If your dog does not stop when you do, give a sharp tug on the leash to remind the dog. Many dogs will instinctively stop when you do, while others need to be reminded through the use of the leash and the training collar.
Once the dog has stopped by your side, urge him to sit by pushing gently on his hindquarters. Doing so could frighten, or even injure the dog. Most dogs will recognize this as a sit command.
Repeat this procedure a few times by walking, stopping and sitting your dog. After a few repetitions, the dog will probably begin to sit down on his own every time he stops. It is important to say the word sit each time so that the dog will eventually learn to respond to voice commands alone.
The “Stay” command
Like the sit command, the stay command is a vital building block to other, more advanced training. The stay command is vital to teaching the dog to come when called, which is in turn vital to off leash work.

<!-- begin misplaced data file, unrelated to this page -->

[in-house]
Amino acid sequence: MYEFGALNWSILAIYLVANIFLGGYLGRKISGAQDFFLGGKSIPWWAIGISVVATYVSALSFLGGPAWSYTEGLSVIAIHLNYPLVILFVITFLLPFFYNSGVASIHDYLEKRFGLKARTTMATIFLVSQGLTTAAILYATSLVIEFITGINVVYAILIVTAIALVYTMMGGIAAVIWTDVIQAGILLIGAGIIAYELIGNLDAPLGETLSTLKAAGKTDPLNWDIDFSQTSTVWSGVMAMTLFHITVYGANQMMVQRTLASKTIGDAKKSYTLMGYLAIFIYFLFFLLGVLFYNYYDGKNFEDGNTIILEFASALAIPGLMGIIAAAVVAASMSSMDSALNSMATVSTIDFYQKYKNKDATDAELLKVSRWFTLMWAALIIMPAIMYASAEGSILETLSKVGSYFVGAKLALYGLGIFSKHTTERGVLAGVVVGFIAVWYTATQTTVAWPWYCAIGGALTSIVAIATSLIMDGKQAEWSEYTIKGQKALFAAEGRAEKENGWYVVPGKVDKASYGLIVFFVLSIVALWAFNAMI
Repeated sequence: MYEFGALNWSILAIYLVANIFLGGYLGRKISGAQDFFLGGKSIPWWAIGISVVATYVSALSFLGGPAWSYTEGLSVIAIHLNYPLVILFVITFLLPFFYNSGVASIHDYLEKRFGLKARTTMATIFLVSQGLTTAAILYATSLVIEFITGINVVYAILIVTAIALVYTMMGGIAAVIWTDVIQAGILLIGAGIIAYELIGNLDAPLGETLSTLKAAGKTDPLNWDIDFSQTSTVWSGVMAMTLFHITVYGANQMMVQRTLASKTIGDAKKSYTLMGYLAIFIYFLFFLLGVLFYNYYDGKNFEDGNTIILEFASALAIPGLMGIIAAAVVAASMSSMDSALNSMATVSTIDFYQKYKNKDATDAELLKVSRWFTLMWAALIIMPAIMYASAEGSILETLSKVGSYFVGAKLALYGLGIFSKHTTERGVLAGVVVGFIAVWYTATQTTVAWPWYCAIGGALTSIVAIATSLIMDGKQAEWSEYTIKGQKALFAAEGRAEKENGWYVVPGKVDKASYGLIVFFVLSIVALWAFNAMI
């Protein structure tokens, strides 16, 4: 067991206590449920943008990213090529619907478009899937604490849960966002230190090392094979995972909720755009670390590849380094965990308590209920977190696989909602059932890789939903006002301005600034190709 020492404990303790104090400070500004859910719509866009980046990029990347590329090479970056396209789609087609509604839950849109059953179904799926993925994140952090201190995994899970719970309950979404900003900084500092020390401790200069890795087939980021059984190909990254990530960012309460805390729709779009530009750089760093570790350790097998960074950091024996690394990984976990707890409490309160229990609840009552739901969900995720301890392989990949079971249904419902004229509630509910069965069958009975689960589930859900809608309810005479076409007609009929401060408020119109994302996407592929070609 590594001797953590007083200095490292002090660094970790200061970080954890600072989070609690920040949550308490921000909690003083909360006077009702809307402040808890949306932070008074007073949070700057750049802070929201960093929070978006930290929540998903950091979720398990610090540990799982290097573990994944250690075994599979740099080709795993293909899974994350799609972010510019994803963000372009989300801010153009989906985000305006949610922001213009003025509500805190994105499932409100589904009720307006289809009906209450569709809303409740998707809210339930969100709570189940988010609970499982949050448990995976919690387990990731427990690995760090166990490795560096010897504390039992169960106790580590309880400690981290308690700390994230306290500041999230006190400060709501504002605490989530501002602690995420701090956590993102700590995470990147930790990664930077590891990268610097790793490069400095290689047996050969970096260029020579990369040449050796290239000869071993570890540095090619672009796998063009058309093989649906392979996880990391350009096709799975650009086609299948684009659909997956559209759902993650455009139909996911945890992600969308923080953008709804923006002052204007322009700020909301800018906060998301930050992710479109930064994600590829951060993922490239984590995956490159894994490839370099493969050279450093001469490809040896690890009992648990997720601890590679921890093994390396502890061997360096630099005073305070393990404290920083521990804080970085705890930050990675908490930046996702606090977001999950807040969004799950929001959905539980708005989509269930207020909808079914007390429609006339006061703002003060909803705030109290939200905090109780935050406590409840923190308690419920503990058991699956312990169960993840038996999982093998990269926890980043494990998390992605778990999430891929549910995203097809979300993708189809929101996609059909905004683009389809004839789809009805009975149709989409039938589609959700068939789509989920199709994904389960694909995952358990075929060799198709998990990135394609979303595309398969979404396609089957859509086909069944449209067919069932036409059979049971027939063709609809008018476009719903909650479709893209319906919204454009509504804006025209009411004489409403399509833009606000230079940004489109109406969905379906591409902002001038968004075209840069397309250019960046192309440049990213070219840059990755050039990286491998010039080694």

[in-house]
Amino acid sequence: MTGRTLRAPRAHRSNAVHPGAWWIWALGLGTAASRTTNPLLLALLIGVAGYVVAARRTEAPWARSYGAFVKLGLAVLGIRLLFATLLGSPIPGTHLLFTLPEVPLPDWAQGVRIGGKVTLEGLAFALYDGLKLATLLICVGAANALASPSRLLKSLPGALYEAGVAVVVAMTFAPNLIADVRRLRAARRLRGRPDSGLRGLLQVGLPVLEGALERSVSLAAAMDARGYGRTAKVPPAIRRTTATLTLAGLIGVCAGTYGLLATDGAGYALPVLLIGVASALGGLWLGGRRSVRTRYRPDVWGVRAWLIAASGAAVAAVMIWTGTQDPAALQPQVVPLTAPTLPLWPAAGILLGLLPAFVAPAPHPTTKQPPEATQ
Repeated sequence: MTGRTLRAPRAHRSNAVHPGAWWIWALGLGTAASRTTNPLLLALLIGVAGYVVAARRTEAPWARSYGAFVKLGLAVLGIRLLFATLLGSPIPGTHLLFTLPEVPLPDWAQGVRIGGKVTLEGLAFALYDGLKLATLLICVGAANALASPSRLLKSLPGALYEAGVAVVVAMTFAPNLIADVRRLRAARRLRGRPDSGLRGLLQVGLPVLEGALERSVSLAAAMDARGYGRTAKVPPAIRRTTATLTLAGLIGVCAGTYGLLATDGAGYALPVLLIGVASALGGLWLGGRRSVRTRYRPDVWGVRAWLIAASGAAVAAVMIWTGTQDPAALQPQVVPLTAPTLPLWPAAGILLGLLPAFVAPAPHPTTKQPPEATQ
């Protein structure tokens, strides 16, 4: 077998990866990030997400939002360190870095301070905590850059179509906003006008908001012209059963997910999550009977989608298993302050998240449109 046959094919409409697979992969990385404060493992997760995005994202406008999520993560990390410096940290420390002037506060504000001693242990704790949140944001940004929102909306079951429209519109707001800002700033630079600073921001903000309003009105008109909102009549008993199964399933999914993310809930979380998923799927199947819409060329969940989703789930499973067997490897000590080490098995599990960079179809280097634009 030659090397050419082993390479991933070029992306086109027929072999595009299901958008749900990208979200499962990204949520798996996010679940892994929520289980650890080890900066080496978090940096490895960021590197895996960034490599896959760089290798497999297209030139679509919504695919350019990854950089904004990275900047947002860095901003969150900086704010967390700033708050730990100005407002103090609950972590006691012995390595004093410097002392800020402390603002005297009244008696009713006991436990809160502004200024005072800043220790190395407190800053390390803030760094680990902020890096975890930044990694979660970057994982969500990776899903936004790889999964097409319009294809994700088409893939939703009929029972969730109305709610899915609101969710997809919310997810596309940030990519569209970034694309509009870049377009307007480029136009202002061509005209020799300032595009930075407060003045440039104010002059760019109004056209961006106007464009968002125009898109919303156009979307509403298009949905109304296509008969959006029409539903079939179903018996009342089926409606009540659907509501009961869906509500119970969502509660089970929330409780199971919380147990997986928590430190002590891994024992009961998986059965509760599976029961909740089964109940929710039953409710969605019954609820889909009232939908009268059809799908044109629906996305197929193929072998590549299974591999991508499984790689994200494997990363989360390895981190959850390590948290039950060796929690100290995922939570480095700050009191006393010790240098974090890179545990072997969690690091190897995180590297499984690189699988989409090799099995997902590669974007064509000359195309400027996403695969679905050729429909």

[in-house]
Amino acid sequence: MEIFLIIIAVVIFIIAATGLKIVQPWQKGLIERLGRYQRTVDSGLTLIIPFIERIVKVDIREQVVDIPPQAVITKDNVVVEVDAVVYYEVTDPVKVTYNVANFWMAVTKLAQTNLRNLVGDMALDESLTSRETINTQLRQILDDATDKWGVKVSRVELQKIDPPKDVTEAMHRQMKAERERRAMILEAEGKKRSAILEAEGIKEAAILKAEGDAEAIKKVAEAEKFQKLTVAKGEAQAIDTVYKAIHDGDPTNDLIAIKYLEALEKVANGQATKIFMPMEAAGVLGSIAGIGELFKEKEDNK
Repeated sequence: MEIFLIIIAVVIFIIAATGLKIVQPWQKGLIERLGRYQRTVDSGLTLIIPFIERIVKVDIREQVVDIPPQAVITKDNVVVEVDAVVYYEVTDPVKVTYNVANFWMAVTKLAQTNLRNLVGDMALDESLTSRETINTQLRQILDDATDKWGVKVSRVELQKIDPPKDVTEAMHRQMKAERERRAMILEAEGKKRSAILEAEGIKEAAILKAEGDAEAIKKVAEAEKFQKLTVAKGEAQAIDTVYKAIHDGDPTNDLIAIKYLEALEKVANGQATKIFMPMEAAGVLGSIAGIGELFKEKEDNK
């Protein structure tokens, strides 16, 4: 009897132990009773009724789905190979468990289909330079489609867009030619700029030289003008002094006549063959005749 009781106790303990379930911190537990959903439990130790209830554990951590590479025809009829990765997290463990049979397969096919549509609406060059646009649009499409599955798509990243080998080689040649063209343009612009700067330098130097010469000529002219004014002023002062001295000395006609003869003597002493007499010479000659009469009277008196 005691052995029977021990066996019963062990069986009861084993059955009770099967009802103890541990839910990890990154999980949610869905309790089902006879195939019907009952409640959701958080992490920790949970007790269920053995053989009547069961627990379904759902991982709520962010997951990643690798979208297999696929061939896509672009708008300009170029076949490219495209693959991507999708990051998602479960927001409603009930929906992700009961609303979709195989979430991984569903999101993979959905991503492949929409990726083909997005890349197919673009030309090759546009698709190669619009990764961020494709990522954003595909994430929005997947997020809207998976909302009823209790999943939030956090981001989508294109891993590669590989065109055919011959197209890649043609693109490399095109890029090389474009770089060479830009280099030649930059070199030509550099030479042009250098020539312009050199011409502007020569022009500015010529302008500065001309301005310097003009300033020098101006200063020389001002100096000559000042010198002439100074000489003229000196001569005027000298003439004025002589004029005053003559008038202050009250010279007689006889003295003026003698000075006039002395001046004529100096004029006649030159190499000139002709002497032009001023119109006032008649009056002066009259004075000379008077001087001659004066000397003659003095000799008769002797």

If the dog begins to follow you, as he probably will it first, come back to the dog and ask him to sit again. Repeat the process until you can reach the end of the leash without your dog getting up from a sitting position.
After the dog is reliably staying where you indicate, you can try dropping the leash and backing further away. It will probably take the dog some time to reliably stay where he is put without becoming distracted.
The “Down” command
The down command is another important part of any basic obedience training program. Teaching a dog to lie down on command is much more than an entertaining trick. The down command is very important in regaining control of a dog or stopping a dog who is engaged in an inappropriate behavior.
Training your dog properly actually strengthens the bond that already exists between dog and handler. The key to successful dog training is to set you up as that pack leader.